We have a long list of sources: Major newspapers, political newsletters, daily alerts from interest groups and other sources, trade journals, journalistic aggregators, newspaper associations, and, of course, a Google alert for “rural” (which is U.S.-only; otherwise we’d get a lot of stuff from other countries, where “rural” is a term used more widely).
How do you both select the articles that you place on your blog and in your newsletter? I imagine there are lots of stories that can be included.
Our watch-phrase is “rural resonance,” something that could have relevance beyond a locality, coupled with news judgment about importance, avoidance of incrementalism, etc. We also like to highlight good rural journalism, and sometimes the pure entertainment value gets something on the blog.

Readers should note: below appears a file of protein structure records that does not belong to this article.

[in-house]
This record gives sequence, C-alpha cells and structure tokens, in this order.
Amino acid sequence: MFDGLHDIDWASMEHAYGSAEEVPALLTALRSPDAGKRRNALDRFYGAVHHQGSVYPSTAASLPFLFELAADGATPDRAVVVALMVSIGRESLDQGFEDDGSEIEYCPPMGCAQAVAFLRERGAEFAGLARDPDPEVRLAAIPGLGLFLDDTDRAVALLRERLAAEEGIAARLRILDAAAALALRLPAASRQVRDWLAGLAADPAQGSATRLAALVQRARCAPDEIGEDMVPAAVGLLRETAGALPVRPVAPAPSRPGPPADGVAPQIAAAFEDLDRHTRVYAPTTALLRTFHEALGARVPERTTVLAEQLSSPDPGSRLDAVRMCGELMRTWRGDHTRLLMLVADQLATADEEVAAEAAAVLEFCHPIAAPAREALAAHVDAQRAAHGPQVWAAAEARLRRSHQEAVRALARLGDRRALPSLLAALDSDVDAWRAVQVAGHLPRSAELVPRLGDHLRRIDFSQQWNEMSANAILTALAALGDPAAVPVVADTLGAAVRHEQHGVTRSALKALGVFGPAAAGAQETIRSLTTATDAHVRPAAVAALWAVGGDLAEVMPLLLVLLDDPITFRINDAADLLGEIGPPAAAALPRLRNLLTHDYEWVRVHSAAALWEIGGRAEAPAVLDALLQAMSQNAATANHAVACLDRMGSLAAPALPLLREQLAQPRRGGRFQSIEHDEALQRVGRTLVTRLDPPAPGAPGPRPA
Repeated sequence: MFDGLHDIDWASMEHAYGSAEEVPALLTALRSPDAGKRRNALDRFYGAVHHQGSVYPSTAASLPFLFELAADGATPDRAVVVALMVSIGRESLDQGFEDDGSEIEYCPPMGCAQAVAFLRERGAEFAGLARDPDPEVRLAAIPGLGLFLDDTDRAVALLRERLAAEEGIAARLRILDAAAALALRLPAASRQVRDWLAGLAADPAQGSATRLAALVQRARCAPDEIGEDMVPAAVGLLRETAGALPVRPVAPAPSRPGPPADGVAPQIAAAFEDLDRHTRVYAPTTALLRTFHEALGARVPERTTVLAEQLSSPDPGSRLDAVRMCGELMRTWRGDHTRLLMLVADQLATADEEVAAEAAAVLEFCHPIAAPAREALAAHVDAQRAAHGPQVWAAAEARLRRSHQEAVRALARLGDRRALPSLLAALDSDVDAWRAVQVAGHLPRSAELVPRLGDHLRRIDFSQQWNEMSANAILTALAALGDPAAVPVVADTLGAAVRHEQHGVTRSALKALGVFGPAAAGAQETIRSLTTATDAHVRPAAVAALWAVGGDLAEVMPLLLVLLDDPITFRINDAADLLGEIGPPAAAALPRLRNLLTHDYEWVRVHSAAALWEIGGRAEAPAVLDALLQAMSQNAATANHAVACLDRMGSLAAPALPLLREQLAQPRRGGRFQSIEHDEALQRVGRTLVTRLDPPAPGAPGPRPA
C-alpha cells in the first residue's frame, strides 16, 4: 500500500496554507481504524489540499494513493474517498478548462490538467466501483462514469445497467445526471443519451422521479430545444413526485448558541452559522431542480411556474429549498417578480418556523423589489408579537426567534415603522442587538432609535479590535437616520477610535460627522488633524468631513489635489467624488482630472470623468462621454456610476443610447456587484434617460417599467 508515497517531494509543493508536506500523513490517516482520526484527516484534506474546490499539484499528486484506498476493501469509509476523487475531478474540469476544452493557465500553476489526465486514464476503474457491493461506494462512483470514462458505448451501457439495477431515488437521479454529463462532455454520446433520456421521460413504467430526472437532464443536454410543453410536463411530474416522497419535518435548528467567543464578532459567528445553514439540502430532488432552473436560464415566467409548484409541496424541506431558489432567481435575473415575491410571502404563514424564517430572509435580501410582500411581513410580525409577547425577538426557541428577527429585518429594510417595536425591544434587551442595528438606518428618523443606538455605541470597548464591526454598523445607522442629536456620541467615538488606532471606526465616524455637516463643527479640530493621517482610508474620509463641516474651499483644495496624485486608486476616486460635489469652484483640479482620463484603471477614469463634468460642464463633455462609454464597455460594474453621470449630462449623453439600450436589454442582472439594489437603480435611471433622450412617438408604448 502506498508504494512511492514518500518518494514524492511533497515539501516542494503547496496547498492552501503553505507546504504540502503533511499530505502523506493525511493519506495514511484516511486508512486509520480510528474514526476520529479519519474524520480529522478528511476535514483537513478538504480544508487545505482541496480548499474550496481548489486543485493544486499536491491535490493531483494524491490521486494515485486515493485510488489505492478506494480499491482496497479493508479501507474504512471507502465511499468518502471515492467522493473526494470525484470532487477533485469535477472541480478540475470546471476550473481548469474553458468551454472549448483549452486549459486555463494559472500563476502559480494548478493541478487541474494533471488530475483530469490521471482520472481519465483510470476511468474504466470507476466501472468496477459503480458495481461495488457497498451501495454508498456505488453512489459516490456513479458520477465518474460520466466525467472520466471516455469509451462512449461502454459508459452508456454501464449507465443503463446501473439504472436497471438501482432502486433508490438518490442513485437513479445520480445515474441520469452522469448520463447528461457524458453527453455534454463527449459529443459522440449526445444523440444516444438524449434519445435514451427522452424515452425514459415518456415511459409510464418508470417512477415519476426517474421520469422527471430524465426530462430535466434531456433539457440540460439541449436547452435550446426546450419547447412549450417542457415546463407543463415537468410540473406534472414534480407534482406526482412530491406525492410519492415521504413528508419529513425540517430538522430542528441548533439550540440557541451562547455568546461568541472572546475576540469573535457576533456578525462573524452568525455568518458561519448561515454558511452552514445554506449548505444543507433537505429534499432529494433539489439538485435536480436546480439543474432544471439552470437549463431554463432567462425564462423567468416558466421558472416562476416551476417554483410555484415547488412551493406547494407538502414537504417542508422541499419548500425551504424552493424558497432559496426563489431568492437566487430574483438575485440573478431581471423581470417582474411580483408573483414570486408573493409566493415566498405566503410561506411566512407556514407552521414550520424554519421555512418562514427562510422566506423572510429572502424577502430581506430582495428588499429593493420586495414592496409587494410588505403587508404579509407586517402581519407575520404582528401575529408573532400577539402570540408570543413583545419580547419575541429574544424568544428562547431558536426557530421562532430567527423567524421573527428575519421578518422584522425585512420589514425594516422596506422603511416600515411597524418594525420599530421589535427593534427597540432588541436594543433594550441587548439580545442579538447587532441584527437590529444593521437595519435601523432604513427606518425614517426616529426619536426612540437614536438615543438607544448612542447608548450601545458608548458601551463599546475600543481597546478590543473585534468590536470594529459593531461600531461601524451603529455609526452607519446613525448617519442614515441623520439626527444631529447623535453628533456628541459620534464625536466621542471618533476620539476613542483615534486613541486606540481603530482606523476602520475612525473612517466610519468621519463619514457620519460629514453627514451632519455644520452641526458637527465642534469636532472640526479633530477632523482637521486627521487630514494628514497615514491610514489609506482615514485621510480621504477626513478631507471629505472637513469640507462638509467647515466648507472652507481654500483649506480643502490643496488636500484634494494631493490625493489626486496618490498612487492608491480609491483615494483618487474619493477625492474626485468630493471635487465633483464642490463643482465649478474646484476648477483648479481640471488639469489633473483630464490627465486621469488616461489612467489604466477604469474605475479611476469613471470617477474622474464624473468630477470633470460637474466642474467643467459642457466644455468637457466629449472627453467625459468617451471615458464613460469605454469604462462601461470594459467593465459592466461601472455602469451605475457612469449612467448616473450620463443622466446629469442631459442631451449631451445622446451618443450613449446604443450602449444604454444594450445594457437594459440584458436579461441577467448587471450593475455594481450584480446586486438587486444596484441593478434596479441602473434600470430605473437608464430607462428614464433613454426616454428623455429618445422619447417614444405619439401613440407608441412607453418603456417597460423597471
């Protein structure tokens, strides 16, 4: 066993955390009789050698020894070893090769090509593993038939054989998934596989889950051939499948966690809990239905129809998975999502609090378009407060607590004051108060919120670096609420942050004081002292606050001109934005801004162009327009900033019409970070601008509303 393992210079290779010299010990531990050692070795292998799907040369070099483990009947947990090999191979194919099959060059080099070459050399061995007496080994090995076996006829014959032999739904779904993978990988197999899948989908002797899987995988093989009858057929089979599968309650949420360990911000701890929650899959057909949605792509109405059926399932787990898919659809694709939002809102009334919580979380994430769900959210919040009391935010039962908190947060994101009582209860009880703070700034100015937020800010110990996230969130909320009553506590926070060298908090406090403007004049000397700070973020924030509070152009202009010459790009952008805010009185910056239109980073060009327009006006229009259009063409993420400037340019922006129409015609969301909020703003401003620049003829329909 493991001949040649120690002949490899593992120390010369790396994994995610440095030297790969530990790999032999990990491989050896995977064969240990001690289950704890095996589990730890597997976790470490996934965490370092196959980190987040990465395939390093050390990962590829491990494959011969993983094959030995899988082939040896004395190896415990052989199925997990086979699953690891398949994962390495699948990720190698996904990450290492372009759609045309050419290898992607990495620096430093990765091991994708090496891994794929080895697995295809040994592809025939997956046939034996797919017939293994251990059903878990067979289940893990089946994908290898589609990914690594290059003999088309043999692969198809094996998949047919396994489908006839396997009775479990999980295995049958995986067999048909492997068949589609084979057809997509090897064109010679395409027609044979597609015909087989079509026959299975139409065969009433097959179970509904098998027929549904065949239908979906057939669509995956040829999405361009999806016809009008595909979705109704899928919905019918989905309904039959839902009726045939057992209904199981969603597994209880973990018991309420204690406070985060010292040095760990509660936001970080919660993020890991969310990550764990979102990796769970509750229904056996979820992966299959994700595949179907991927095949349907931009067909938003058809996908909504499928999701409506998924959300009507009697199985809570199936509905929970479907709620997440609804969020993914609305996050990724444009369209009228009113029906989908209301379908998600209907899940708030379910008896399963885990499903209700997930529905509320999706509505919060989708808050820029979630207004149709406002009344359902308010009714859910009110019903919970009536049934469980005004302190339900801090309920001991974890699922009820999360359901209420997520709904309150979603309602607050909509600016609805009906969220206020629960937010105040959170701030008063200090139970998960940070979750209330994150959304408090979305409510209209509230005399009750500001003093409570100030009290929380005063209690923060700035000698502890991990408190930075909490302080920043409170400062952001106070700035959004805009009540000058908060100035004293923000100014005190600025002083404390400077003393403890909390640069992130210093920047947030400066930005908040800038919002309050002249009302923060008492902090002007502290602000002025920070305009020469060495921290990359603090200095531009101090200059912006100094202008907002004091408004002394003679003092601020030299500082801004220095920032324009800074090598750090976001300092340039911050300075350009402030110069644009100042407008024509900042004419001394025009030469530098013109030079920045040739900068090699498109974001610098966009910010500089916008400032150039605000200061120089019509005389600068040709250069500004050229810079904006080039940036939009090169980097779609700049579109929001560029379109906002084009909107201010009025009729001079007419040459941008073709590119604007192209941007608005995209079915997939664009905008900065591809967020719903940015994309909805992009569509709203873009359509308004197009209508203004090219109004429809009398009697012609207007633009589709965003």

After the election, I read several very good pieces — here's one — about the need for journalists spread out across America, but over the past decade, journalism has been hit hard by cuts (and those cuts have hit rural areas the hardest.) What changes have you noticed in the ways national and local journalists cover — or talk about rural journalism — since the election?
That could be an article in itself. I think on election night some smart journalists at major media outlets realized they hadn’t spent enough time in rural precincts. Here’s an excerpt from a chapter I wrote, “Trump and Rural America,” for a book to be published by Routledge early next year, "The Trump Presidency, Journalism and Democracy:"